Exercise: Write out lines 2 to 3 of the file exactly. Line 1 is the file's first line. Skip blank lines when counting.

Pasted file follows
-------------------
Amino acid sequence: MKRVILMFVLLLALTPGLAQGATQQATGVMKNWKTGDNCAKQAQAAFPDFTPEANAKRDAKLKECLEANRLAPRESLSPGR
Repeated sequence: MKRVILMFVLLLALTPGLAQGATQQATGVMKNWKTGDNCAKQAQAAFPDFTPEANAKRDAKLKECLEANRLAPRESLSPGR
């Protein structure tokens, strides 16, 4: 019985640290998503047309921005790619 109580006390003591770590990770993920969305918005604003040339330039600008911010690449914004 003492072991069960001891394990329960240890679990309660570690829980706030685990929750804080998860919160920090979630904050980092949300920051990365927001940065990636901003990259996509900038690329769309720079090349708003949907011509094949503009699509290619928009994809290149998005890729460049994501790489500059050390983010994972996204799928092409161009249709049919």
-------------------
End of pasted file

Repeated sequence: MKRVILMFVLLLALTPGLAQGATQQATGVMKNWKTGDNCAKQAQAAFPDFTPEANAKRDAKLKECLEANRLAPRESLSPGR
């Protein structure tokens, strides 16, 4: 019985640290998503047309921005790619 109580006390003591770590990770993920969305918005604003040339330039600008911010690449914004 003492072991069960001891394990329960240890679990309660570690829980706030685990929750804080998860919160920090979630904050980092949300920051990365927001940065990636901003990259996509900038690329769309720079090349708003949907011509094949503009699509290619928009994809290149998005890729460049994501790489500059050390983010994972996204799928092409161009249709049919």